Current body of evidence for omega-3 strong

15 July 2013

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15 July 2013 - Consumers and healthcare professionals are encouraged to consider the findings of research linking omega-3 and prostate cancer alongside pre-existing, robust evidence that demonstrates the positive health benefits of fish oil, the Australian Self Medication Industry (ASMI) said today.

ASMI believes that because the study findings are inconclusive, they do not warrant any changes to the way in which omega-3 supplements are used.

"The U.S. study in the Journal of the National Cancer Institute was designed to measure the effects of Vitamin E and selenium - not omega-3 - on prostate cancer. Therefore, no firm conclusions can be drawn. The study findings indicate an association, but do not demonstrate cause and effect," said Steve Scarff, ASMI Regulatory and Scientific Affairs Director.

"Furthermore, no documentation on the intake of fish or fish oil supplements in the study group has been provided, and the way in which the level of omega-3 was measured provides only a snapshot of information, rather than the full picture."

In the study, omega-3 levels were measured in plasma samples, obtained from one blood sample taken annually in non-fasting individuals.1 This method only measures short-term intake of omega-3 in the body and can be influenced by a single meal or even timing of a fish oil dose.

Previous studies into prostate cancer and omega-3 have produced differing results, suggesting that the fatty acids could be protective rather than harmful.2-4
Omega-3 fatty acids are known to provide several positive health effects based on their anti-inflammatory properties. There is a strong body of evidence that supports fish oil supplements in both preventing heart disease, and in patients who have suffered heart disease.5-6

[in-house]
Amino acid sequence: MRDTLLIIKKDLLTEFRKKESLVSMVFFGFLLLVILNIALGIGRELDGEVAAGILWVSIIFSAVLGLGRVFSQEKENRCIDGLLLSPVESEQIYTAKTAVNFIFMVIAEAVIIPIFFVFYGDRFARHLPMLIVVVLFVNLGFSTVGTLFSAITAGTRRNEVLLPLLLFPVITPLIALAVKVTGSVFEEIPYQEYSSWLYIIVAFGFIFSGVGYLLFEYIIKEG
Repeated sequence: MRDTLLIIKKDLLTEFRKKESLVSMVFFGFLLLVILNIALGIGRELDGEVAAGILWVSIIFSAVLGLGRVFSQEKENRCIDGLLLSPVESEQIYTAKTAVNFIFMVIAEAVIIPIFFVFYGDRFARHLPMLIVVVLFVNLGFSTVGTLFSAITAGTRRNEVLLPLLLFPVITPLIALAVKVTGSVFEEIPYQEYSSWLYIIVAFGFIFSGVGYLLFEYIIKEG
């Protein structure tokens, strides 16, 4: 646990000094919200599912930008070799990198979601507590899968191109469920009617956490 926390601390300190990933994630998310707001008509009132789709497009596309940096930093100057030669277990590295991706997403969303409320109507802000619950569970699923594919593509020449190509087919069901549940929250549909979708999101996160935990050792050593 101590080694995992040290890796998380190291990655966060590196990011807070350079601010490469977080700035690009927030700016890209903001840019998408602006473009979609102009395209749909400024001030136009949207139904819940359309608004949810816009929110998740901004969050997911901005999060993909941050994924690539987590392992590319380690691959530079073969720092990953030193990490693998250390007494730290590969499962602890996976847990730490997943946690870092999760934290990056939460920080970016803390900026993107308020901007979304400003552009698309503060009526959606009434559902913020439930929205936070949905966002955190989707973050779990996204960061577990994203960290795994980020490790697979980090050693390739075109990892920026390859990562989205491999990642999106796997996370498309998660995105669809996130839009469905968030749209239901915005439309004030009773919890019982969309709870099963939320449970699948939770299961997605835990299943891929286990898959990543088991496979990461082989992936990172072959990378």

Consistent with recommendations from other health authorities worldwide, including the World Health Organisation, the Heart Foundation recommends Australian adults consume about 500mg of omega-3 polyunsaturated fats every day from oily fish or fish oil supplements, rising to 1000mg for those with heart disease.5

"Most experts advise that omega-3 fatty acids are consumed directly from sources such as salmon, trout, mackerel, sardines and fresh tuna. Given that fish is not consumed universally, supplements have a key role to play in boosting omega-3 intakes, and studies have shown that omega-3 supplementation can be just as effective as eating oily fish7," Mr Scarff continued.

"It's important to remember that omega-3 supplements are intended to support general health and wellbeing. Consumers should keep to the recommended doses that are advised by a healthcare professional and/or on the packaging of the products, and those who wish to take these products for specific health conditions should seek the advice of a qualified healthcare professional.

Media contact: Michelle Sollitt-Davis - ASMI PR Manager
Ph: 02 9923 9410 | M: 0422 084 951 | Email:

About ASMI: The Australian Self-Medication Industry (ASMI) is the peak industry body for the Australian self care industry representing consumer healthcare products including over-the-counter medicines and complementary medicines. ASMI's mission is to promote better health through responsible self-care. This means ensuring that safe and effective self-care products are readily available to all Australians at a reasonable cost. ASMI works to encourage responsible use by consumers and an increasing role for cost-effective self-medication products as part of the broad national health strategy.

1. Theodore M. Brasky, Amy K. Darke, Xiaoling Song et. al. Plasma Phospholipid Fatty Acids and Prostate Cancer Risk in the SELECT Trial. Journal of the National Cancer Institute. Online Edition published 10 July 2013.
2. Global Organization for EPA and DHA Omega-3s (2013). Omega-3s and Prostate Cancer Risk [Peer commentary on the paper "Plasma Phospholipid Fatty Acids and Prostate Cancer Risk in the SELECT Trial" by Brasky T.M. et al, 2013, JNCI, doi:10.1093/jnci/djt174.].
3. Lietzman MF, Stampfer MJ, Michaud DS, et al. Dietary intake of n-3 and n-6 fatty acids and the risk of prostate cancer. Am J Clin Nutr 2004;80:204-216.
4. Terry P, Lichtenstein P, Feychting M, et al. Fatty fish consumption and risk or prostate cancer. Lancet, 2001,357:1764-6.
5. Heart Foundation. Position statement and Q&A on Omega-3. Available at [last accessed 12 July 2013]
6. Dietary supplementation with n-3 polyunsaturated fatty acids and vitamin E after myocardial infarction: results of the GISSI-Prevenzione Trial. Gruppo Italiano per lo Studio della Sopravvivenza nell'Infarto miocardico. Lancet. 1999 Aug 7;354(9177):447-55.
7. Advice on fish consumption: benefits and risks. The Scientific Advisory of Nutrition and the Committee on Toxicity 2004.